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Snohomish County Detectives cracked 30-year murder case of Michelle Koski

SNOHOMISH COUNTY, Wash. – Today, Detectives from the Snohomish County Sheriff’s Office have identified a suspect for the 1990 murder of 17-year-old Michelle Koski. Her body was found on August 25, 1990, by a woman walking her dog at Highway 522 and Echo Lake Road in Snohomish. The suspect, Robert A. Brooks, was identified through investigative genetic genealogy. Brooks died in King County on October 26, 2016. He was released from prison on April 18, 1990, and was living with a relative in the 12500 block of 25th Ave NE in Seattle, just a few blocks from where Michelle lived. 

Link to Thursday’s press conference can be found here.

“After more than 30 years of searching for answers following this terrible murder, we can finally provide Michelle’s family with some answers,” said Snohomish County Sheriff Adam Fortney. “Thanks to the relentless persistence of our cold case detectives, new DNA technology and advancements in genetic genealogy, we are now able to solve cases we once thought we’d never find answers to.”

Michelle Koski Cold Case Card

In February 2005, Detective Jim Scharf and retired Detective David Heitzman were assigned to the newly formed Cold Case Team.  Retired Detective Heitzman selected Michelle Koski’s case as the primary case he was taking the lead on at that time. There was no DNA match in CODIS, and over the next decade, several suspects were ruled out by obtaining their DNA. The case remained cold.  

Robert A. Brooks, suspect in the murder of Koski

The suspect, Robert A. Brooks, was identified using Investigative Genetic Genealogy; the use of DNA testing in combination with traditional genealogical methods to establish the relationship between an individual and their ancestors.  

Successful identification of Brooks was established with assistance from Parabon NanoLabs and genetic genealogist Deb Stone. The crime scene sample detectives sent to Parabon was a mixture of DNA between the perpetrator and the victim. Due to Parabon’s Bioinformatics work, they were able to deconvolute the mixture and ensure that the matches would lead to the perpetrator.

A digital file containing DNA genotype data was uploaded to Family Tree DNA and GEDmatch, a public genetic genealogy website. Genealogist Deb Stone, from Kin Forensics, worked for approximately a year building family trees that ultimately led to the identification of two brothers.  

The suspect, Robert A. Brooks, was born on April 25, 1967.  He died on October 26, 2016, from natural causes. With the cooperation of the Snohomish County and King County Medical Examiner’s Offices and the Washington State Patrol Crime Lab, a blood sample was tested from Robert Brooks that positively matched the DNA profile from the crime scene evidence. The estimated probability of selecting an unrelated individual at random from the US population with a matching profile is one in 1.2 quadrillion.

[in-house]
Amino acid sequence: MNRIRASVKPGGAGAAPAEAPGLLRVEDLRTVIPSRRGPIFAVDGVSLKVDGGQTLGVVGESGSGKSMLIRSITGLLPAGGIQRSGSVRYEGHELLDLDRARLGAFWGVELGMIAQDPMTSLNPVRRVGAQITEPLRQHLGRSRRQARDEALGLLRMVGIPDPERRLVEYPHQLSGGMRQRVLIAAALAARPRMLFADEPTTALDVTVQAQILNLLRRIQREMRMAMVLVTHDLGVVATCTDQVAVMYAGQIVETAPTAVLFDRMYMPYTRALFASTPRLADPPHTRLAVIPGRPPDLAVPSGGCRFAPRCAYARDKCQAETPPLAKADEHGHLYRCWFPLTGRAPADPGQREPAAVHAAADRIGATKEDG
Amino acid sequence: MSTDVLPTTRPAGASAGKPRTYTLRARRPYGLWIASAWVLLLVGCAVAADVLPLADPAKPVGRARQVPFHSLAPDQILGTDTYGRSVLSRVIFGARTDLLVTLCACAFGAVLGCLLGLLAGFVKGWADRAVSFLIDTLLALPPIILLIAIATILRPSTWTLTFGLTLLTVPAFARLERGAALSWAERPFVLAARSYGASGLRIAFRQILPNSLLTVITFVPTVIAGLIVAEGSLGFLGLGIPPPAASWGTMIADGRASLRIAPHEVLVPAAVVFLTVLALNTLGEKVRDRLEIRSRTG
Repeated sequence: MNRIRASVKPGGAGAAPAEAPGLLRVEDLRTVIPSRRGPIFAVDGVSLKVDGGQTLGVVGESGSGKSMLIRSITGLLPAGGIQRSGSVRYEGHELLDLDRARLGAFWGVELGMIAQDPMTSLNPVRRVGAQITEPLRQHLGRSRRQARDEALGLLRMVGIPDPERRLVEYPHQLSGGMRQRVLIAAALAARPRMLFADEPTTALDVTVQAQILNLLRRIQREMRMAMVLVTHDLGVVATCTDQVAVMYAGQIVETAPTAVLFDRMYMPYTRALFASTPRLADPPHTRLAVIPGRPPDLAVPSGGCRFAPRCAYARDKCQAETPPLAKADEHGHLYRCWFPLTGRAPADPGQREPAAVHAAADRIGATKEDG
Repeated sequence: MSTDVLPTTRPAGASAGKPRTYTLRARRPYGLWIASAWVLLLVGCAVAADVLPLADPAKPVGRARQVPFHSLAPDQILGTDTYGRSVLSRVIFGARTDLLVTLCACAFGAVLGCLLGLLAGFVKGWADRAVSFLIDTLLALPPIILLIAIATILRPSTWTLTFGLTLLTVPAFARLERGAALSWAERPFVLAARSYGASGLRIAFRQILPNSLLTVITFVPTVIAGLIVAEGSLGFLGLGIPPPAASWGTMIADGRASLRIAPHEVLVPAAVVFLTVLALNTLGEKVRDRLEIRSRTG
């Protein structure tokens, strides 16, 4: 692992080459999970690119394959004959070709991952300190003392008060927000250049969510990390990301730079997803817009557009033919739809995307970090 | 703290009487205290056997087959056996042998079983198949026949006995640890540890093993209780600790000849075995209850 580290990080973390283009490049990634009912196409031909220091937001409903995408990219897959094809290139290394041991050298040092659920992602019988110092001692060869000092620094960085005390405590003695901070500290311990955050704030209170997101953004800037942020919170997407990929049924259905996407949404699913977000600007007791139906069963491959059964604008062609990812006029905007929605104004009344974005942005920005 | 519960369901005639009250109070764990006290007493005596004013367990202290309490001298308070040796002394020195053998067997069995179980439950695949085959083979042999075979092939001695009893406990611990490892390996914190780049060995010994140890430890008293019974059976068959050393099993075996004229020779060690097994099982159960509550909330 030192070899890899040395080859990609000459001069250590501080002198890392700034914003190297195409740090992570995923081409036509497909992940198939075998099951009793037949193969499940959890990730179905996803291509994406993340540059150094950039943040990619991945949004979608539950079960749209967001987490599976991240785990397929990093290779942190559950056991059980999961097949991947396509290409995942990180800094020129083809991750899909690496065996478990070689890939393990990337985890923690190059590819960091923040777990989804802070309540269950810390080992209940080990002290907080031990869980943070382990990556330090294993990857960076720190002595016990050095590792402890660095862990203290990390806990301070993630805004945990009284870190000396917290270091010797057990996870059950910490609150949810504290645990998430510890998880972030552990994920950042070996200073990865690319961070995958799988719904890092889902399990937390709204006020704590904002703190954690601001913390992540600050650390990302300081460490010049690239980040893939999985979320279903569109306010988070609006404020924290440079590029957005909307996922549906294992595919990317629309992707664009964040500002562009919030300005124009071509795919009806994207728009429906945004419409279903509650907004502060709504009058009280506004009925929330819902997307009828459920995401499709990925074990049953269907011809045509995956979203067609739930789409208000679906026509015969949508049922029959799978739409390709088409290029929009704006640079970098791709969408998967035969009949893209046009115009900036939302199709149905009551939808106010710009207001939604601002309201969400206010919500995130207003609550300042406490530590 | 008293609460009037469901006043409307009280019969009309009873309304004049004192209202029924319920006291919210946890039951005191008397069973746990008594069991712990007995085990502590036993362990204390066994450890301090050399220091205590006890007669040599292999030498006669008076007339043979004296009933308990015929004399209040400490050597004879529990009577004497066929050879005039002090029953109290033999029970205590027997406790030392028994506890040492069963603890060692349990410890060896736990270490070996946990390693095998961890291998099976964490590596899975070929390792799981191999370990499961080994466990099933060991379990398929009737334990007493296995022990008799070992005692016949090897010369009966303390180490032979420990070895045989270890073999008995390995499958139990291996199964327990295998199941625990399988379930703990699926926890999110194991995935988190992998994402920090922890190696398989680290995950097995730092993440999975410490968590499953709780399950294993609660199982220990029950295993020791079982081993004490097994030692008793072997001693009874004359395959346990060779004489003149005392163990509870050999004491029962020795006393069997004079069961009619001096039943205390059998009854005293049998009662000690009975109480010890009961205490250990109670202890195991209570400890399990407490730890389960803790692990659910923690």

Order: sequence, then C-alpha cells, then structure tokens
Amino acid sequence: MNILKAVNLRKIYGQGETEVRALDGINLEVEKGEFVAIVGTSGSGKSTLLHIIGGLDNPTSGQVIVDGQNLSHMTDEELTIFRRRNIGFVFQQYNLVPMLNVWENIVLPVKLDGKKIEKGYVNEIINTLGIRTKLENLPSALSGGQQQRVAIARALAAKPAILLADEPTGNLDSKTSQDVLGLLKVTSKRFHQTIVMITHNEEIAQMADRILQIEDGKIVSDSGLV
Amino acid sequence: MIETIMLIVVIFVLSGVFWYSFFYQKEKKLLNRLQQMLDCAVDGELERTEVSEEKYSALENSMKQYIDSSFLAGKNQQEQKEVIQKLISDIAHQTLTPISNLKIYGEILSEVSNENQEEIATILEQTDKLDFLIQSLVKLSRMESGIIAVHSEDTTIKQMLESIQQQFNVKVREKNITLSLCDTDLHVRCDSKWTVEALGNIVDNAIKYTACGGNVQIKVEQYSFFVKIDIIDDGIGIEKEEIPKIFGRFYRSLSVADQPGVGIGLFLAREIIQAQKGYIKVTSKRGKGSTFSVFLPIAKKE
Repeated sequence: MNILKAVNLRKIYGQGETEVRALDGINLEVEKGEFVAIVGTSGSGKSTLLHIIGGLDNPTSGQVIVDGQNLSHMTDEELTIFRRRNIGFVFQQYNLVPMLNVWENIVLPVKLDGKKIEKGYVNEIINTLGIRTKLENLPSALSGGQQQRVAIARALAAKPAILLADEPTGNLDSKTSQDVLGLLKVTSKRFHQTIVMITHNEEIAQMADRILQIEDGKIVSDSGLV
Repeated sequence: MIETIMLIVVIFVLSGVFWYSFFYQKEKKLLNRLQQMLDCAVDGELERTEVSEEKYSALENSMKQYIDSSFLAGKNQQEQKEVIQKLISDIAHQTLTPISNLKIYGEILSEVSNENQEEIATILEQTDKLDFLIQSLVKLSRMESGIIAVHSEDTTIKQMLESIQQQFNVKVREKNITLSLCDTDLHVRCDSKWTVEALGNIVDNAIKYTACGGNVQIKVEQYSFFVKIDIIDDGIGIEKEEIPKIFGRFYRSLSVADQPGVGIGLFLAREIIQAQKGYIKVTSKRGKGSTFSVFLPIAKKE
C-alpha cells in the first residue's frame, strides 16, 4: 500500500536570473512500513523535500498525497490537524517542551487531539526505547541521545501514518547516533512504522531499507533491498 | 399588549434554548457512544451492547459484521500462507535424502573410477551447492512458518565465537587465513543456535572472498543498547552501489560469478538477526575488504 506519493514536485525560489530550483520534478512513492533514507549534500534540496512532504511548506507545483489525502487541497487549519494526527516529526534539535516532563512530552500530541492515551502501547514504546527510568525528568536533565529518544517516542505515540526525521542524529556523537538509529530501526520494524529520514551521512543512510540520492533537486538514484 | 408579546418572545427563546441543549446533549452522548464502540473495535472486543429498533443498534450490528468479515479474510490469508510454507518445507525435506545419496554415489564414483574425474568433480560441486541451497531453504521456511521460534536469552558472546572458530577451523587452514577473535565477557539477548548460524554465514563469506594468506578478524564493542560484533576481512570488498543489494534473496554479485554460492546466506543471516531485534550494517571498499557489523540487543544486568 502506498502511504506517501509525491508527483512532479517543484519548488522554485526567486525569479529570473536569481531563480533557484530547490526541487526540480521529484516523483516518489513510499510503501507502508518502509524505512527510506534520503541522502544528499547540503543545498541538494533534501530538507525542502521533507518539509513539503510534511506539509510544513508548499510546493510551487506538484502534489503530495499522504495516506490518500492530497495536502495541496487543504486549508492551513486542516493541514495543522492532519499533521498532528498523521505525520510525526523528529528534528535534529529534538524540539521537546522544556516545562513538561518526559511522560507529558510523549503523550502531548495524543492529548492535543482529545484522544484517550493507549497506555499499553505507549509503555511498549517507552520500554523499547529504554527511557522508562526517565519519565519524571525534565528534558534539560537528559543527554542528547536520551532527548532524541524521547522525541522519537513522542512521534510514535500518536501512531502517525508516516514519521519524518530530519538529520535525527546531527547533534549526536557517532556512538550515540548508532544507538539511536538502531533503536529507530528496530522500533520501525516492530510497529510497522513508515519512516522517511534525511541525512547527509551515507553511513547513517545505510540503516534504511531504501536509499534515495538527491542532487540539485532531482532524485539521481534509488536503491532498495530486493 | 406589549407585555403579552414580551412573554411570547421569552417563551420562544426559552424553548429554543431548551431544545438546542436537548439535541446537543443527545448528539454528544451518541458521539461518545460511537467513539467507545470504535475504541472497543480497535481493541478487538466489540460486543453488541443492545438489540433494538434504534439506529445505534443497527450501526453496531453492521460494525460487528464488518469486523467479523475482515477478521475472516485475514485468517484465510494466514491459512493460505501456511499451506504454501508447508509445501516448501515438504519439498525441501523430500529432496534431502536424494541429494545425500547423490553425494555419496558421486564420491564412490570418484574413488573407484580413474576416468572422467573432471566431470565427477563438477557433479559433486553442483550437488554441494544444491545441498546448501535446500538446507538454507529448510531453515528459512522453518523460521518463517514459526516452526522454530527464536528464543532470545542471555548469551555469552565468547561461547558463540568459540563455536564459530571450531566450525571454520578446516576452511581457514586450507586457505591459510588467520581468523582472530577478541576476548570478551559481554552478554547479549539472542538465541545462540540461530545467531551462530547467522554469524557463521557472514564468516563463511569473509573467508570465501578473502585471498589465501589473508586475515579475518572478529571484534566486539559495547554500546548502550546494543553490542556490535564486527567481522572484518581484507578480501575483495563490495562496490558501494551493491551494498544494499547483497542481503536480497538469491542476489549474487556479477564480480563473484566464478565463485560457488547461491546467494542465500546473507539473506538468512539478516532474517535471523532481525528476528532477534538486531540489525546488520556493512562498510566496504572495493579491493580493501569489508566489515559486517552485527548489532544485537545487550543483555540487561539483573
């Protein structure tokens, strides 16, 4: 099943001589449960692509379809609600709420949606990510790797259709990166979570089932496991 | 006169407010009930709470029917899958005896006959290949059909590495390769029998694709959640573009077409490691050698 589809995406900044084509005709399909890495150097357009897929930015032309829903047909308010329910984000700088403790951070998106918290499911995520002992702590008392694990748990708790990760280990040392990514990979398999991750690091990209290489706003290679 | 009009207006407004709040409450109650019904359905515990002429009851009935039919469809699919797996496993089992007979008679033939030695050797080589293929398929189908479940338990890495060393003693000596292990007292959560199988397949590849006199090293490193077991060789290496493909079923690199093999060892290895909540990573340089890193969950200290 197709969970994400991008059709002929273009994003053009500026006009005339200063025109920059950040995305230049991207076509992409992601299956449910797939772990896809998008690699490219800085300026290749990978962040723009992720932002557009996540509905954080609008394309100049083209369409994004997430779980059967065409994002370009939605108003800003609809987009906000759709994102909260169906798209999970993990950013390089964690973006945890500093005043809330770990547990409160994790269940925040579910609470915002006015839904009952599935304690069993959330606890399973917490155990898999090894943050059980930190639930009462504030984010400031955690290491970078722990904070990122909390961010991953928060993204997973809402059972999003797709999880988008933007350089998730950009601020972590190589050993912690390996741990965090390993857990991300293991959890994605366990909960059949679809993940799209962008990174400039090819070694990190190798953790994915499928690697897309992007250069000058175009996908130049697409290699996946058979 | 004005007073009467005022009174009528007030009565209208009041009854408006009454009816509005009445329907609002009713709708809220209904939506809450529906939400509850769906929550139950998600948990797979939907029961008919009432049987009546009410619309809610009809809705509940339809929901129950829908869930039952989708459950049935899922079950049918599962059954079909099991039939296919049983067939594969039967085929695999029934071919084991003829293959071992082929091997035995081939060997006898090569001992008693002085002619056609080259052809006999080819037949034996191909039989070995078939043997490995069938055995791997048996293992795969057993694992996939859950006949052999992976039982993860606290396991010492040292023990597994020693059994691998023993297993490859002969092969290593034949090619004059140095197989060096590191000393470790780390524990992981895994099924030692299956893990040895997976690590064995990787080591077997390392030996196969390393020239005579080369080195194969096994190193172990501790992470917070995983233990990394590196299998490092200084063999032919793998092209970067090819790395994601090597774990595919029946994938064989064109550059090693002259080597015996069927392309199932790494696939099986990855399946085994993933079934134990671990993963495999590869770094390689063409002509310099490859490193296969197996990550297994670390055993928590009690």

If you or anyone you know has information related to this case or the suspect, please call the Snohomish County Sheriff’s Office tip line 425-388-3845.

Case background

On August 25, 1990, 17-year-old Michelle Koski’s body was found near Highway 522 and Echo Lake Rd. She was last seen near her house in the 13300 block of 30th Ave NE in Seattle on August 18, 1990. Earlier that day, Michelle had been at an apartment in the 6200 block of 14th Ave NW in Seattle.  

Michelle Koski

Statement regarding the Michelle Koski murder

David Heitzman, Retired SCSO Cold Case Unit Detective (2005-2009) provided the following statement regarding the murder of Michelle Koski:

“This is a fitting finish to Detective Scharf’s distinguished career being the voice for those no longer able to speak for themselves.  The epitome of a homicide detective, he has effectively set the bar very high for cold case investigations in the State of Washington.

“Thousands of hours have gone into the Michelle Koski homicide investigation.  The initial investigators laid a solid foundation with the proper collection and preservation of evidence, so that as the DNA technology improved years later, Cold Case Unit investigators working with the WSP Crime Lab, were able to have that evidence analyzed to ultimately identify Michelle’s killer. It was a privilege to have been part of the team that worked on this case, and very rewarding to have it resolved.

“There are currently over 2,200 unsolved missing and murdered cases in the State of Washington.  It is paramount for law enforcement to invest resources into the investigation of these “cold cases”.  The commitment of the Snohomish County Sheriff’s Office in solving homicide cases has been evident since the Cold Case Team was created in 2005. I am grateful that every Snohomish County Sheriff since then has maintained the integrity of the office by continuing to staff this important mission. 

“It is my hope and prayer that the resolution of this case will bring some measure of peace to the family and friends of Michelle Koski.” – 

Content Source: Snohomish County Sheriff’s Office

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